On a trip to teach in California, the following eight items proved their worth: Customized Airflight Personal Bag; Trout & Goose Bag, fox gloves (fingertips cut off); neck loop; Mountain HardWear Raincoat; Zpacks Bivvy sack; neo lite sleeping pad; Zpacks sleeping bag.
Though the airflight personal bag was useless during the trip to Provence, it made navigating through airports a breeze this time around. It carried my raincoat, waterbottle and over-the-shoulder bag. Gloves, neck loop stowed securely in the coat pockets. The short handles tied the bundle together and the long handles worked like shoulder straps. Neck loop kept me comfortable while sketching en plein air on drizzly days and cozy during damp nights camping beneath the stars. lightweight fox gloves are perfect for en plein air sketching in cool weather. I picked up the Trout & Goose Bag for $2 at a Good Will shop in Santa Rosa. It helped to keep my art materials somewhat organized and handy for the demo and various workshops. I didn’t need another bag, but I’m glad I took a chance on this one. It folds up to nothing for the flight home.
Packing light is the key to sketching and painting on the go…… Less is truly More.
The lighter I pack, the more I explore and the less time I spend fiddling with clothing and supplies. I have to be ready for serious changes in temperature no matter what time of year it is. Camping in the mountains requires several layers. Multiple, thin layers work well to keep me warm. They take up little space and weigh next to nothing. Choosing a theme of sorts for each trip makes limiting my art supplies easier. I would love to bring my watercolors and oils with me wherever I go. When I travel by car, that’s not a problem. When I travel by bus, train or plane I can’t indulge in such fickleness. Decisions must be made regarding luggage, art supplies, clothing and toiletries. I will continue to share my personal preferences in each area. I am always looking for and finding wonderful items that make traveling and painting a joy. This page and the included links are an ongoing attempt to inspire the constant use of sketchbooks! Please be patient as I develop this area of my website.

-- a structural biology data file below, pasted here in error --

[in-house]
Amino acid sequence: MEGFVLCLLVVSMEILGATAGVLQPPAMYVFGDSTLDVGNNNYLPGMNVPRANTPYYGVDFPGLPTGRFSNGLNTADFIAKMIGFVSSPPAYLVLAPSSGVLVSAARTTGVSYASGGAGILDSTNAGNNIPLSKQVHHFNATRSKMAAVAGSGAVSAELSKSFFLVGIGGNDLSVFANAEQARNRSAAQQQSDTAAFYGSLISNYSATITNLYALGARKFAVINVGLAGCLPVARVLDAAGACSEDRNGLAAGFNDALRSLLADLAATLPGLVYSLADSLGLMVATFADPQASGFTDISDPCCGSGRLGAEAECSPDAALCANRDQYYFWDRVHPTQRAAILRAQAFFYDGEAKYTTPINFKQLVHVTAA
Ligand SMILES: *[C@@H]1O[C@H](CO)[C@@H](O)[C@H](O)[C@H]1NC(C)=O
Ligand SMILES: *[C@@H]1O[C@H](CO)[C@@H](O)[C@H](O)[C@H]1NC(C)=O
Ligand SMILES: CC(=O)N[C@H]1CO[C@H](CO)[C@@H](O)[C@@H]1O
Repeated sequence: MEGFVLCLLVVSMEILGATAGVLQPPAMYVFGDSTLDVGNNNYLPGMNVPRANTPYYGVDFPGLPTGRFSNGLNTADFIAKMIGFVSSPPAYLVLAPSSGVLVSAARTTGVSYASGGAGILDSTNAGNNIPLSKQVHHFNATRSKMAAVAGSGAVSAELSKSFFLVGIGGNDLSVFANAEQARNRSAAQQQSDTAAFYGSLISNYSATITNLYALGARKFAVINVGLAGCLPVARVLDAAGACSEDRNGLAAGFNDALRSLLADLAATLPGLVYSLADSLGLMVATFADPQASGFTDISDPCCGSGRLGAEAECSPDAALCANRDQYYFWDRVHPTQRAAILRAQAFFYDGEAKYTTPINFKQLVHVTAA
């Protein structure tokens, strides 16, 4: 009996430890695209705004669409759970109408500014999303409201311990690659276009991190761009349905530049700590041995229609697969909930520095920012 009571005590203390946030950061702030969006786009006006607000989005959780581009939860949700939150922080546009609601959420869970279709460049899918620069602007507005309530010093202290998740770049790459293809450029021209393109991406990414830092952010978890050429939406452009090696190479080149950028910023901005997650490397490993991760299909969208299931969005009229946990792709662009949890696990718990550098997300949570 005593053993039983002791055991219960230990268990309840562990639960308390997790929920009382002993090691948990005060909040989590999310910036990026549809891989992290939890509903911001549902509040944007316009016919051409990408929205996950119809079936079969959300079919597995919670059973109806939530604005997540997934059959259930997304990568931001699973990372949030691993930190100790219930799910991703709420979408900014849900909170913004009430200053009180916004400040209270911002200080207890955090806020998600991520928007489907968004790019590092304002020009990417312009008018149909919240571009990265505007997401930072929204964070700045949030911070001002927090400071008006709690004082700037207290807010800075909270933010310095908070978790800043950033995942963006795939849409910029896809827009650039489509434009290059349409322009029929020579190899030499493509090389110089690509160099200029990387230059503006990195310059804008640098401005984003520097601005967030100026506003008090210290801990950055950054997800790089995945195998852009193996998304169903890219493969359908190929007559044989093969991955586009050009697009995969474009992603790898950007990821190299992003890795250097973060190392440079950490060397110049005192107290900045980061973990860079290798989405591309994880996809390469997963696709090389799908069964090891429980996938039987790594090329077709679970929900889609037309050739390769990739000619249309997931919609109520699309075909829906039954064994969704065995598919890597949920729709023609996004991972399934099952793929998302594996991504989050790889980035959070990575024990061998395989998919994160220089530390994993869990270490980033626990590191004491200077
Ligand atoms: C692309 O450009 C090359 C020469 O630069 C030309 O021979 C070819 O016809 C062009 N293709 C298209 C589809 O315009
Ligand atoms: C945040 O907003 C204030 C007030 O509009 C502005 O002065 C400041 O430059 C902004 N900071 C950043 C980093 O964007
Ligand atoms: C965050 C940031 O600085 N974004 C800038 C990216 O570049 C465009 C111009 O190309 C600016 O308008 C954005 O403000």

Packing for traveling falls into three main categories: .
- Local errands and daily excursions close to home (walks, trips to the lake, gardening)
- Overnight travel by car. This can be one night or a month of nights.
- Overnight travel by public transportation including international travel.
There are some items that are a must for all three categories. I will post my packing lists in July, 2014 when I return from France. I will have tested my lists to see which items I can eliminate and what items I should have included.
INTERNATIONAL BAGGAGE ALLOWANCE – CAREFULLY CHECK THE LIMITATIONS FOR EACH AIRLINE!
Though I thought I had done my research, I had not been thorough enough. It turns out that the allowance can differ not only depending on the airline, but also on the aircraft you are flying, what class you are flying and where you are seated. Though my carry on was only 28 pounds, TAP Portugal only allowed 18 pounds since I wasn’t flying Executive Class. Repacking at the Gate is not something you want to do.
FLIGHT CHECK-IN AND BAGGAGE TRACKING:
I made my reservations through United Airlines since I was using Frequent Flyer Miles. I was scheduled to fly TAP Portugal with one stop in Lisboa on the way to Marseille. On the way home, I was scheduled to fly Lufthansa from Marseille to Frankfurt, Air Canada from Frankfurt to Ottawa and United from Ottawa to Newark. I will never do that again. The confirmation numbers I was given by United were not the same numbers used by any of the other airlines, making it impossible for me to Check-In prior to arriving at any airports. It was also impossible to track my carry on that I couldn’t “carry on” because each airline had its own tracking number system. I barely made my connection in Frankfurt. My bag wasn’t as lucky. It arrived home three days after I did. Non-stop flights are a better way to go, when possible.